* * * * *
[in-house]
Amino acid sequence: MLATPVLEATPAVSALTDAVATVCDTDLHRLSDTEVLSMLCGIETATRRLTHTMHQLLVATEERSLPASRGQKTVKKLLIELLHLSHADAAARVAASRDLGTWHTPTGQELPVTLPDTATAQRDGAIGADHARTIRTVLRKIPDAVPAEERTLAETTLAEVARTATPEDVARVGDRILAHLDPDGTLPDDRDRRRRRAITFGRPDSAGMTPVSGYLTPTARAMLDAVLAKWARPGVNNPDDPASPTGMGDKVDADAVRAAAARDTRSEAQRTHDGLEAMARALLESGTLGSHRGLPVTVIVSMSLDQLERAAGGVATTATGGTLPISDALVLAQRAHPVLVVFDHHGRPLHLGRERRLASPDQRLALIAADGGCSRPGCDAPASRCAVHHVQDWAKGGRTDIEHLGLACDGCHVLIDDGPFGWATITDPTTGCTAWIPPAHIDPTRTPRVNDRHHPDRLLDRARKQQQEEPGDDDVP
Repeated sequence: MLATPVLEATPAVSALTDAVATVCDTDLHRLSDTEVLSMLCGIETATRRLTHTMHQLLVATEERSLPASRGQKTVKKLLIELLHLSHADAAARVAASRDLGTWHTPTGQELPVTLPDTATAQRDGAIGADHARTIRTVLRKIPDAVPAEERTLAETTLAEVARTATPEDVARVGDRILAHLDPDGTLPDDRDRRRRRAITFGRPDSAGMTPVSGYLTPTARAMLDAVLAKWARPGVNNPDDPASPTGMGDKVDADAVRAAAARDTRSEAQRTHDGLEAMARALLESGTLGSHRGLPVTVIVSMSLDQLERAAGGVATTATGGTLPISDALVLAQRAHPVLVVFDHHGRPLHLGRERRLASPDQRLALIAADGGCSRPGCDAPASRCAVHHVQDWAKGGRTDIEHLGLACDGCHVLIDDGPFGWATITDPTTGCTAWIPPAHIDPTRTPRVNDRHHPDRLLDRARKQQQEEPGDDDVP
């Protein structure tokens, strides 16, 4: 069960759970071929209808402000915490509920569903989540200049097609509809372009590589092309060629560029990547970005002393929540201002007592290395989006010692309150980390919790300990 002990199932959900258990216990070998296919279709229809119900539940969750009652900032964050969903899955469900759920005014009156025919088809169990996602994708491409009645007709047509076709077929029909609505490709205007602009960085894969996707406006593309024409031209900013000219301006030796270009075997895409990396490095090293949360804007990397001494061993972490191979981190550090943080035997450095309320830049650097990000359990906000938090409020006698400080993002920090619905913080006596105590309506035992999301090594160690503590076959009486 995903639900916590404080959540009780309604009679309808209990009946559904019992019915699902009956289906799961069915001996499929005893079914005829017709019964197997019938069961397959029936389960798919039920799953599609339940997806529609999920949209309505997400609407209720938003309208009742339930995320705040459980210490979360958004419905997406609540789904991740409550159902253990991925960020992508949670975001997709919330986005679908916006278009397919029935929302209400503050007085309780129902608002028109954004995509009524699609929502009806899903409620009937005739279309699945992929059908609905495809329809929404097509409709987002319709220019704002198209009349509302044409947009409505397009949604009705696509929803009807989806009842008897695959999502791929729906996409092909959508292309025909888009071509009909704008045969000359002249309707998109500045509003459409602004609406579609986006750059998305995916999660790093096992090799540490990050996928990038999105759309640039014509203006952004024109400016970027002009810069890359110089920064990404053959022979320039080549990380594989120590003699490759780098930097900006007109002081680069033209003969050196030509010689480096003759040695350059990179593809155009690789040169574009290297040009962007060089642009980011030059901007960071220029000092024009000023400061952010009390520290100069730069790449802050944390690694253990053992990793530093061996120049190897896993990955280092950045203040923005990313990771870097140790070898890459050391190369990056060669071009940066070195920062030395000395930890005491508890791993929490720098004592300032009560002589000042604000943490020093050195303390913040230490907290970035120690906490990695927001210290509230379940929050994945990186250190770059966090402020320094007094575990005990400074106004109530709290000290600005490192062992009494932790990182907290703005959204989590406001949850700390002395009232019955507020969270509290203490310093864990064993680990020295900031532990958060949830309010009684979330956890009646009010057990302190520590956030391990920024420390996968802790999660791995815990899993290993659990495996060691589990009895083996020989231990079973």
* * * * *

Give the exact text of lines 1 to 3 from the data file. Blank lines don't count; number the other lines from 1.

[in-house]
Amino acid sequence: MLATPVLEATPAVSALTDAVATVCDTDLHRLSDTEVLSMLCGIETATRRLTHTMHQLLVATEERSLPASRGQKTVKKLLIELLHLSHADAAARVAASRDLGTWHTPTGQELPVTLPDTATAQRDGAIGADHARTIRTVLRKIPDAVPAEERTLAETTLAEVARTATPEDVARVGDRILAHLDPDGTLPDDRDRRRRRAITFGRPDSAGMTPVSGYLTPTARAMLDAVLAKWARPGVNNPDDPASPTGMGDKVDADAVRAAAARDTRSEAQRTHDGLEAMARALLESGTLGSHRGLPVTVIVSMSLDQLERAAGGVATTATGGTLPISDALVLAQRAHPVLVVFDHHGRPLHLGRERRLASPDQRLALIAADGGCSRPGCDAPASRCAVHHVQDWAKGGRTDIEHLGLACDGCHVLIDDGPFGWATITDPTTGCTAWIPPAHIDPTRTPRVNDRHHPDRLLDRARKQQQEEPGDDDVP
Repeated sequence: MLATPVLEATPAVSALTDAVATVCDTDLHRLSDTEVLSMLCGIETATRRLTHTMHQLLVATEERSLPASRGQKTVKKLLIELLHLSHADAAARVAASRDLGTWHTPTGQELPVTLPDTATAQRDGAIGADHARTIRTVLRKIPDAVPAEERTLAETTLAEVARTATPEDVARVGDRILAHLDPDGTLPDDRDRRRRRAITFGRPDSAGMTPVSGYLTPTARAMLDAVLAKWARPGVNNPDDPASPTGMGDKVDADAVRAAAARDTRSEAQRTHDGLEAMARALLESGTLGSHRGLPVTVIVSMSLDQLERAAGGVATTATGGTLPISDALVLAQRAHPVLVVFDHHGRPLHLGRERRLASPDQRLALIAADGGCSRPGCDAPASRCAVHHVQDWAKGGRTDIEHLGLACDGCHVLIDDGPFGWATITDPTTGCTAWIPPAHIDPTRTPRVNDRHHPDRLLDRARKQQQEEPGDDDVP